Halloween took off in the 1950s with the first parties involving bobbing for apples and children dressed as their favorite cowboys and superheroes. It evolved in the 1960s with more and more trick-or-treating and school parties, with inventive mostly handmade costumes with some manufactured masks making it on the scene. But, in the 1970s, the industry of Halloween became a money-making beast in a time of innocence when children could trick-or-treat late into the night with pillowcases of loot and only the first mention of candy tampering. So, what was so special about 1970s Halloween? Let's take a look -
There were some wonderful Halloween specials in the 1970s. Halloween was just catching fire big time in popularity and nearly every single child trick-or-treated. I traded in the 1960s plastic pumpkin -
...for a pillowcase. We were greedy boogers and being part of the baby-boomer generation, there were a lot of us!
There is a much darker side to Halloween in the 1970s - the tainted candy fears and sometimes urban legends.
I don’t know about ya’all, but my Halloweens as a kid were totally wild and free orgies in which the children ruled the streets. We carried pillowcases `cause we were cocky son-of-a-bitches and we figured it was going to carry our enormous amount of loot. In my area we knocked on doors until midnight and covered miles and miles of the suburbs. Whoever reached the townhouses knew they had done a huge haul because they were on the periphery of the subdivision.
Even though we were allowed to travel far and alone knocking at strangers’ doors and getting candy offerings from them and sometimes coins or apples (why even answer your door and waste both our time?) we still had to go home and have the candy examined. Then, the kids would begin with all the urban legends of razor blades in apples and ground glass in Bazooka bubble gum and poison injected into Tootsie Rolls. Ironically, it did not stop us from nibbling on the way home. Every candy the parents tossed out that had a loose wrapper caused a sigh of disappointment. Oh, why couldn’t it have been the candy corn, why the Snickers?
The most famous case of actual tampering came from the murder of an 8-year-old named Timothy in the mid 70s, who was actually killed by his father who laced his Pixie Stix with cyanide. And, just as people need to realize, we actually are at more threat by our own family more than strangers (which is why persons of interest are pretty much always a family member--comforting, huh?). This evil man also gave the candy to his daughter and some of her friends, but they hadn’t eaten the candy. This was apparently motivated by an insurance policy on the kid.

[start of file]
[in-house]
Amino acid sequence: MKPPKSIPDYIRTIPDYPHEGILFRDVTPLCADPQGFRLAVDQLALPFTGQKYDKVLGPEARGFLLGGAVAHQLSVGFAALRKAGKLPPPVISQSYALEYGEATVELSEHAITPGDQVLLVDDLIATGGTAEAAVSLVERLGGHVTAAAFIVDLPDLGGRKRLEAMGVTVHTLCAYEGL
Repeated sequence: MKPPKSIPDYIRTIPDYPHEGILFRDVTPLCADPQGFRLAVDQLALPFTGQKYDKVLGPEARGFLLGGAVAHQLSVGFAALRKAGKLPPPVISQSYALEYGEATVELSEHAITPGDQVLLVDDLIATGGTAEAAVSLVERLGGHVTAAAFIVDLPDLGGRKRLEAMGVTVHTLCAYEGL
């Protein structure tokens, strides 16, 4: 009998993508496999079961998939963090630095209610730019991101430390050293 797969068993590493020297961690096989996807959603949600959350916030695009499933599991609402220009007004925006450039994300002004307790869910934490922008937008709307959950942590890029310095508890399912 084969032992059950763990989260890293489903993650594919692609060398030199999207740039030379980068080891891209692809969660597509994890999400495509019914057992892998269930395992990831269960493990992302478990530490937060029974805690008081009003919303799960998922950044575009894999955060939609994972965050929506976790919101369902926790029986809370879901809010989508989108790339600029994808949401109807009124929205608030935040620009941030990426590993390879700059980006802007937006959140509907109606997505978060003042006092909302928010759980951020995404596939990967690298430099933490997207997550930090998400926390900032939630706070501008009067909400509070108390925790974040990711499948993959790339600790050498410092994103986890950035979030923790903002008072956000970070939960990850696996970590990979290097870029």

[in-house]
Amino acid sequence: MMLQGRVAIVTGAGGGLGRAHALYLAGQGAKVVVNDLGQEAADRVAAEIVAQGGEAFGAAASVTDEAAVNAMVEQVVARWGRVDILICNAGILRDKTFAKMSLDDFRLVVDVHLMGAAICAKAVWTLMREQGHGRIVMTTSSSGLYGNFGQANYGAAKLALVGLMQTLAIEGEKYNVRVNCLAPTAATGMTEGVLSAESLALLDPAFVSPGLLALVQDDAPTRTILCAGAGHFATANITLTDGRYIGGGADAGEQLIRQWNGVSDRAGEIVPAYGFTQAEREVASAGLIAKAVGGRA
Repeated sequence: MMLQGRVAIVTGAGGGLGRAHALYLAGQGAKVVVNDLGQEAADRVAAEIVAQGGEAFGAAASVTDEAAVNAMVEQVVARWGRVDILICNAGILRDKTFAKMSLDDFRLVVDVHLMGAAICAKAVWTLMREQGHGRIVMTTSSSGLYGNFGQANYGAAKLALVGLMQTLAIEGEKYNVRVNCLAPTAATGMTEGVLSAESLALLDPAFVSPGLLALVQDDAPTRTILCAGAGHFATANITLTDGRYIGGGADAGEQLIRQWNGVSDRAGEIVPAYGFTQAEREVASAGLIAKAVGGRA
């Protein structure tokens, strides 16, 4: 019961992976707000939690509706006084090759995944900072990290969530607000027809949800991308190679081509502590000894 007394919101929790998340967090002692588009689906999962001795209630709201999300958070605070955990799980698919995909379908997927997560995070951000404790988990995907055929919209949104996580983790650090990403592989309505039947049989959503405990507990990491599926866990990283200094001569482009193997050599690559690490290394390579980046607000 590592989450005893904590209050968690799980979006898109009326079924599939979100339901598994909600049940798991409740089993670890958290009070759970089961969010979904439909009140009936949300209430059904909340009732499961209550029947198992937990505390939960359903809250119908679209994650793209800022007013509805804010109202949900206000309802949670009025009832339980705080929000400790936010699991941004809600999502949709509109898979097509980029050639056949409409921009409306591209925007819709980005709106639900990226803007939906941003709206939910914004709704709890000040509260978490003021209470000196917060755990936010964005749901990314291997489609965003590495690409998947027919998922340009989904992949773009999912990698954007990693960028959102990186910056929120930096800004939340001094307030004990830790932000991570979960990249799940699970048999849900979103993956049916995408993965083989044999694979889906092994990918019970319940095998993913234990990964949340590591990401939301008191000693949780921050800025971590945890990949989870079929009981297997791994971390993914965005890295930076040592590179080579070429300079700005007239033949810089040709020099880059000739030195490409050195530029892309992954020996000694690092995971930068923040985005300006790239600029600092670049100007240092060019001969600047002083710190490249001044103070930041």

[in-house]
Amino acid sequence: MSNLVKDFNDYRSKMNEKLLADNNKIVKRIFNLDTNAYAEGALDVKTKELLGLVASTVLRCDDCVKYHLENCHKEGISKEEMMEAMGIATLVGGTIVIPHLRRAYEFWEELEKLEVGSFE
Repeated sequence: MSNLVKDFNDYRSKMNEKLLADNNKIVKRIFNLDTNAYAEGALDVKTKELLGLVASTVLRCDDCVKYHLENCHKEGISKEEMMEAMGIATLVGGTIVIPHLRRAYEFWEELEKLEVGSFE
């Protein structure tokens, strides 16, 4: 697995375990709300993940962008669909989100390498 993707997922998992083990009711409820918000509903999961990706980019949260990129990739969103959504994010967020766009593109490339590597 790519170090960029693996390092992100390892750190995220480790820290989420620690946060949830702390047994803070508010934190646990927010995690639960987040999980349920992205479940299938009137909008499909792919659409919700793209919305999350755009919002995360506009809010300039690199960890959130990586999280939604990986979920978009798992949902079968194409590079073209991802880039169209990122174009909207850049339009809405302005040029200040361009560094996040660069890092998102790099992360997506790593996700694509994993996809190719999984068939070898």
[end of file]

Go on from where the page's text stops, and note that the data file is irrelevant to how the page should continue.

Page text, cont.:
A woman named Helen Pfeil in 1964 was tired of older teenagers showing up for free candy so she handed out ant killer poison buttons to those kids. The packages contained steel wool, dog biscuits, and the ant buttons and were marked “poison” and with a skull and crossbones. She told the kids it was a joke and no one was hurt, still she was charged for potential harm.
A great deal of this legend comes from hysteria. Some years, fear of strychnine poisoning made companies and stores destroy packages, but once tested nothing unusual was found. Some children getting sick around Halloween sparked fear of poisoning. Children coming down with infections or dying on that particular day became linked to Halloween and more rumors began.
It’s not to say we shouldn’t continue to look for tampered candy and even better, do like I did and stand at the end of the sidewalk and wave to the person handing out the candy as a show of “I remember you giving my kid candy…”
Still, I have to admit that wicked scene in Halloween 2 where the kid and mom come into the hospital with the kid holding a cloth to her mouth with a razor blade sticking out of the tongue was pretty bad ass and gave me chills. I never did eat those apples on Halloween (but that’s probably because I had a pillowcase filled with candy)!
- Here's a priceless video about safety at Halloween -
Mass manufactured costumes were hitting the stores at Halloween time in the 1970s. Still, a great deal of kids enjoyed cutting eyes into a sheet to make a ghost or painting their faces and wearing a pointed hat to be a witch. What did 1970s kids want to be for Halloween?
- See if any of these vintage photos resemble you in the 1970s -
Feeling nostalgic? How about getting the 1970s candies in a box? Try this fantastic site for a decade in a box of different weights with a pamphlet about your favorite year.
Here's a great 1970s mix for a great price!
- Some candies were delightfully inappropriate -
Schools in the 70s had no political correctness (thank goodness!) The kids all wore costumes to school and they celebrated Halloween fun.
- The games -
- The songs of the 1970s Halloween -
We really were given the freedom to express ourselves in Halloween in the 1970s, whether it was costumes in school or knocking on doors late at night. We were surrounded by awesome TV specials and cute songs about Halloween, a huge array of candies, and enough spooky urban legends to keep us on guard and awaiting witches and full moons, monsters and egging.